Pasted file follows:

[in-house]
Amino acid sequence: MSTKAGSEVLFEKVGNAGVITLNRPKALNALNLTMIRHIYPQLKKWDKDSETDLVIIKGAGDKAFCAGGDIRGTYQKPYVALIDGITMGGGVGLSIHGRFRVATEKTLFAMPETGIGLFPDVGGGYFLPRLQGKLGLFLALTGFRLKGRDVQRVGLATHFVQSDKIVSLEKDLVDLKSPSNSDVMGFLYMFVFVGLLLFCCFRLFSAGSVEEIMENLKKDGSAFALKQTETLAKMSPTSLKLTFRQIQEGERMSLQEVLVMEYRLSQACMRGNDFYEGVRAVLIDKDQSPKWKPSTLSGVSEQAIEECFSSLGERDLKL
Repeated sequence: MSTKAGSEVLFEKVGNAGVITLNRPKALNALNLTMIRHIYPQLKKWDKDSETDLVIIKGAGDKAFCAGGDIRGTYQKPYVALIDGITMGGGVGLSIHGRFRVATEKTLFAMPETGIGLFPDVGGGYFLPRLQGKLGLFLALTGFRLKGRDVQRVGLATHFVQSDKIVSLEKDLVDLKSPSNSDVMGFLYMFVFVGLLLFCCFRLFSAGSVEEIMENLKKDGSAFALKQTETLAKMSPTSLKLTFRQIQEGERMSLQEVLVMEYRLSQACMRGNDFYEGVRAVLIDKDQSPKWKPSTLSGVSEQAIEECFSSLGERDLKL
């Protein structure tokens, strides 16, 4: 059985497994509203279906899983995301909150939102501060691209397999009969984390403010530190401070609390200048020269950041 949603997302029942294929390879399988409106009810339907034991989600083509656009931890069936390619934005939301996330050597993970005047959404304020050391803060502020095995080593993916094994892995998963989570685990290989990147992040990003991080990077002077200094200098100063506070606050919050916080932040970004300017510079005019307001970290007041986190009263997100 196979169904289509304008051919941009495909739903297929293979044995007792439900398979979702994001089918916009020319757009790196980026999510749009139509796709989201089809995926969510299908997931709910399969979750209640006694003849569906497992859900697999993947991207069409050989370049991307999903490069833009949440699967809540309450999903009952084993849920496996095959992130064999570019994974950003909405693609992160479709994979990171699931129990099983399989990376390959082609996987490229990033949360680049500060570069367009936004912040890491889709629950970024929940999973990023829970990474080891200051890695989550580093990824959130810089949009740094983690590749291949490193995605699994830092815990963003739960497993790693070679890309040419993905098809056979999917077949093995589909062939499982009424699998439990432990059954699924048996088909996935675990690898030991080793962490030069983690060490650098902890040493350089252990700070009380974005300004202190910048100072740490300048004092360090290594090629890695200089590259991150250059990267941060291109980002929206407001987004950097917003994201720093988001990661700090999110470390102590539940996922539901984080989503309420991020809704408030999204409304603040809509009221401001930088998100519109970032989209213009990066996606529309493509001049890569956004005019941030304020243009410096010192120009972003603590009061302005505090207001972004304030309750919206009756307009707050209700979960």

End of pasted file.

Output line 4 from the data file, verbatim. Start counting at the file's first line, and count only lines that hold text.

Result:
């Protein structure tokens, strides 16, 4: 059985497994509203279906899983995301909150939102501060691209397999009969984390403010530190401070609390200048020269950041 949603997302029942294929390879399988409106009810339907034991989600083509656009931890069936390619934005939301996330050597993970005047959404304020050391803060502020095995080593993916094994892995998963989570685990290989990147992040990003991080990077002077200094200098100063506070606050919050916080932040970004300017510079005019307001970290007041986190009263997100 196979169904289509304008051919941009495909739903297929293979044995007792439900398979979702994001089918916009020319757009790196980026999510749009139509796709989201089809995926969510299908997931709910399969979750209640006694003849569906497992859900697999993947991207069409050989370049991307999903490069833009949440699967809540309450999903009952084993849920496996095959992130064999570019994974950003909405693609992160479709994979990171699931129990099983399989990376390959082609996987490229990033949360680049500060570069367009936004912040890491889709629950970024929940999973990023829970990474080891200051890695989550580093990824959130810089949009740094983690590749291949490193995605699994830092815990963003739960497993790693070679890309040419993905098809056979999917077949093995589909062939499982009424699998439990432990059954699924048996088909996935675990690898030991080793962490030069983690060490650098902890040493350089252990700070009380974005300004202190910048100072740490300048004092360090290594090629890695200089590259991150250059990267941060291109980002929206407001987004950097917003994201720093988001990661700090999110470390102590539940996922539901984080989503309420991020809704408030999204409304603040809509009221401001930088998100519109970032989209213009990066996606529309493509001049890569956004005019941030304020243009410096010192120009972003603590009061302005505090207001972004304030309750919206009756307009707050209700979960």